What We’re Reading: On Girl Doctors, Genealogy, and Genius

A quick look at the articles that caught the attention of BCRW Staff this week…

Disney Finds a Cure for the Common Stereotype With ‘Doc McStuffins’ by Brooks Barnes

Brooks Barnes reports for The New York Times on the newest Disney TV star, a six-year-old African American girl and aspiring doctor who opens a clinic for her stuffed animals. Slotted for a second season, the show is an unconventional but calculated move for Disney that seems to be paying off:

It’s considered an on-screen risk to make your main character a member of a minority, even in this post-“Dora the Explorer” age… But “Doc McStuffins” seems to have struck a cultural nerve, generating loud applause on parent blogs, Facebook and even in academia for its positive vocational message for African-American girls.

In a TV landscape usually inhospitable for girls and African America youth, Doc McStuffins represents a trend toward more diversified leading characters – role models that supporters claim can provide young viewers “an alternative to LeBron and Beyonce” and a way to combat the fact that black women make up less than 2% of doctors nation wide. Is TV programing like Doc McStuffins and productions like Brave (Pixar’s first female-starring film in 17 years) helping to create a new generation of feminists? Is it enough?

This article was picked out by Lulu, our Summer Research Assistant.

Obama is a Descendent of Nefertiti & Confucious Too by Alondra Nelson 

BCRW speaker and Columbia University Professor Alondra Nelson responded this week to the continuing interest in uncovering racial lineage, noting, “the primary reason these ancestry stories entrance us is because they bring us face-to-face with our national fascination with and anxieties about racial miscegenation.” Nelson argues that this focus on genetic ancestry is of questionable value:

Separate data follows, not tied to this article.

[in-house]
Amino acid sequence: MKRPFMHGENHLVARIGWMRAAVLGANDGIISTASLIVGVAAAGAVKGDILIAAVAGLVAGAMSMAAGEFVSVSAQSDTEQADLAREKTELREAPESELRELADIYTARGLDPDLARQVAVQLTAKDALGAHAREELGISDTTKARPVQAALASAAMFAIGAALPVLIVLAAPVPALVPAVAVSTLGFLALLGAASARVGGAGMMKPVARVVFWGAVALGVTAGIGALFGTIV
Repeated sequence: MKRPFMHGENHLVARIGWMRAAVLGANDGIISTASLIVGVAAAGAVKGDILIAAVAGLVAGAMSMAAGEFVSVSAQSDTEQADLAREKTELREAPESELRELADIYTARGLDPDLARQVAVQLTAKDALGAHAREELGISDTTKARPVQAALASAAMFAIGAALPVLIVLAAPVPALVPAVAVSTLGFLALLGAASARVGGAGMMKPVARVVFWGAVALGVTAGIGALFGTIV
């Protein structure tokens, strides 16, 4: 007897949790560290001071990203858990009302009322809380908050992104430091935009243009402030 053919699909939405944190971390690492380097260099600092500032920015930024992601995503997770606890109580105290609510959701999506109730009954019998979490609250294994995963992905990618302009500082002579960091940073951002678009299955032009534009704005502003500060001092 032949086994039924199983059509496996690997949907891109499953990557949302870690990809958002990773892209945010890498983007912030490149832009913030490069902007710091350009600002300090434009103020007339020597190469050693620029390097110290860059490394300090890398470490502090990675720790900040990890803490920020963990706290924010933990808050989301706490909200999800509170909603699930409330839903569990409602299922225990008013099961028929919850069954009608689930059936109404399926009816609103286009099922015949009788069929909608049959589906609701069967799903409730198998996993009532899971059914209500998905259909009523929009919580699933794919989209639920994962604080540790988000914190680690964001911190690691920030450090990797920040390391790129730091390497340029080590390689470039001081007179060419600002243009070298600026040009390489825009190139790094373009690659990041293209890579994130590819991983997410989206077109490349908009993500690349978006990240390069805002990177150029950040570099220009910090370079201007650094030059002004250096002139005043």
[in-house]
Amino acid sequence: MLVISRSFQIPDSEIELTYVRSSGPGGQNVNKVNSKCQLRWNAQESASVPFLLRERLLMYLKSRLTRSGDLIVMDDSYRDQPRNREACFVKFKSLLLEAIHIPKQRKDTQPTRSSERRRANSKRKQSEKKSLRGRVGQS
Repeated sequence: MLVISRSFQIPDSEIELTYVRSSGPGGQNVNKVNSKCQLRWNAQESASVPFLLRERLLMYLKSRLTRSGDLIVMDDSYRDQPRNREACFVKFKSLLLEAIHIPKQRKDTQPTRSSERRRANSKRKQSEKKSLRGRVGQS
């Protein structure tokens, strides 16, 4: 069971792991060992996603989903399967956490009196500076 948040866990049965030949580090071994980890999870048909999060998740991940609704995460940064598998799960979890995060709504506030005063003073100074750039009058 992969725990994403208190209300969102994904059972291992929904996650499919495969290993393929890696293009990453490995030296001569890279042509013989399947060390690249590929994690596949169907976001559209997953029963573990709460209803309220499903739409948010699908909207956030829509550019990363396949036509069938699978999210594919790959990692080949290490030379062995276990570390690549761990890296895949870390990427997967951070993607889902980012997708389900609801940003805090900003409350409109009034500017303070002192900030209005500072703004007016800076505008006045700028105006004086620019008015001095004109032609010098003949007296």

As sociologist Eviatar Zerubavel contends, genealogy says more about our social values and priorities and than it does about our “real” families: “we manipulate genealogies to accommodate personal and collective agendas of inclusion and exclusion.”

Similarly, esteemed legal scholar Dorothy Roberts, who will give BCRW’s annual Helen Pond McIntyre Lecture in October, argues that the focus on discovering race at a molecular level reaffirms concepts of intrinsic racial difference that perpetuate racism. In this video, she talked to journalist Tavis Smiley about the “fatal invention” of race.

This article was picked out by Anne, our Program Manager.

Jonah Lehrer Throws It All Away by Roxane Gay

Writer Roxane Gay adds a new perspective to the fall of journalist and The New Yorker columnist Jonah Lehrer with her Salon.com article. Instead of joining the flummoxed public and musing on how Lehrer could stoop to such plagiaristic lows, Gay asks why our infatuation with this young journalist blinded us to truth:

Lehrer’s success and this current humiliation, how far he had to fall, is a symptom of a much bigger problem, one that is systemic, one that continues to consistently elevate certain kinds of men simply for being a certain kind of man. Jonah Lehrer fits the narrative we want about a boy genius.

Gay puts the male-dominated publishing industry on the spot, contextualizing Lehrer’s rise to fame within a societal media “system too big to fail” and too sure to ask hard questions of a young male hotshot.

This article was picked out by Janet, our Director.


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